Global crisis

Rui Esteves, Seán Kenny, Jason Lennard, 20 July 2021

There is little consensus on the macroeconomic impacts of sovereign debt crises, despite the regularity of such events. This column quantifies the aggregate costs of defaults using a narrative approach on a large panel of 50 sovereigns between 1870 and 2010. It estimates significant and persistent negative effects of debt crises starting at 1.6% of GDP and peaking at 3.3%, before reverting to trend five years later. In addition, underlying causes matter. Defaults driven by aggregate demand shocks result in short-term contractions, whereas aggregate supply shocks lead to larger, more persistent losses. 

Juan Jose Cortina Lorente, Tatiana Didier, Sergio Schmukler, 18 June 2021

The recent expansion in global corporate debt has occurred not only in one but in several debt markets, notably bonds and syndicated loans. This column argues that firms obtain financing in several debt markets and this more diversified corporate debt composition might help them mitigate the impact of supply-side shocks. Contrary to common beliefs, debt financing did not necessarily halt during crises because firms from advanced and emerging economies shifted their capital raising activity between bonds and syndicated loans as well as between domestic and international markets. These market switches, conducted mostly by large firms, impacted the amount of debt borrowed, the borrowing maturity, and the debt currency denomination, within firms and at the aggregate level. Overall, debt markets need to be analysed jointly to obtain a more complete picture of who is borrowing at different points in time and how overall corporate debt is evolving.

Assaf Razin, 23 April 2021

Concerns associated with the Covid-19 pandemic have led to new rationales of protectionism, with renewed emphasis on domestic production and sourcing. This column compares the current economic crisis brought on by the pandemic to previous major economic crises and examines what this could mean for the future of various aspects of globalisation.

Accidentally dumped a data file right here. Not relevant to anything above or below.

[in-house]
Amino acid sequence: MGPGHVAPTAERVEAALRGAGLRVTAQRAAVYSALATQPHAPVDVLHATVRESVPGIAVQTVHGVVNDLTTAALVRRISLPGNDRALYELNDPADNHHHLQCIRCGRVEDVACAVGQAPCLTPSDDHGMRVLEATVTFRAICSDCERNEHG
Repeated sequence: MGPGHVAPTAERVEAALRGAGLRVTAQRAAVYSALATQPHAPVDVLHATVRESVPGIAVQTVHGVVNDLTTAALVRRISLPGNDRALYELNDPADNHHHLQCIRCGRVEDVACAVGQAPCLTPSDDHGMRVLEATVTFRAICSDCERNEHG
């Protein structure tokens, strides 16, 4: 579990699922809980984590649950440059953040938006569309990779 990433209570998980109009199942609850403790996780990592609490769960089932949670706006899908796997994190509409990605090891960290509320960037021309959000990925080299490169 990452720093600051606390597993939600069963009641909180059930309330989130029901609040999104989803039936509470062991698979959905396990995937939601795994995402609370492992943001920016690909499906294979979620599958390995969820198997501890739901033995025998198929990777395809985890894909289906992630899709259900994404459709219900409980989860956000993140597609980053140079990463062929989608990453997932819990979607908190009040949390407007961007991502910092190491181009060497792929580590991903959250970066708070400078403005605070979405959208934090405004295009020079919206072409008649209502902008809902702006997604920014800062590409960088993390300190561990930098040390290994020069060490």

Arie Kapteyn, Elena Stancanelli, 17 April 2021

The COVID-19 pandemic has meant that more people are working from home and women are disproportionately losing paid work. This column uses daily activity diaries from the American Time Use Survey to look back at the impact of the unemployment benefit extensions that were triggered by the Great Recession on hours worked from home. The overall picture is one of increased gender inequality in the labour market, with women but not men increasing work hours and effort in response to the Great Recession and the consequent changes in the duration of unemployment benefits. 

Ulrike Malmendier, Leslie Sheng Shen, 15 March 2021

Economic crises have prolonged consequences on consumer behaviour, beyond effects captured by standard economic variables. Standard life-cycle consumption channels often fail to explain these lasting effects. This column argues that economic downturns ‘scar’ consumers in the long run. Consumers who have lived through times of high unemployment remain pessimistic about the future financial situation, spend less in future years, and accumulate more savings, controlling for income, wealth, and employment. These results suggest a novel micro-foundation of fluctuations in aggregate demand and imply long-run effects of macroeconomic shocks. 

Other Recent Articles:

Events

CEPR Policy Research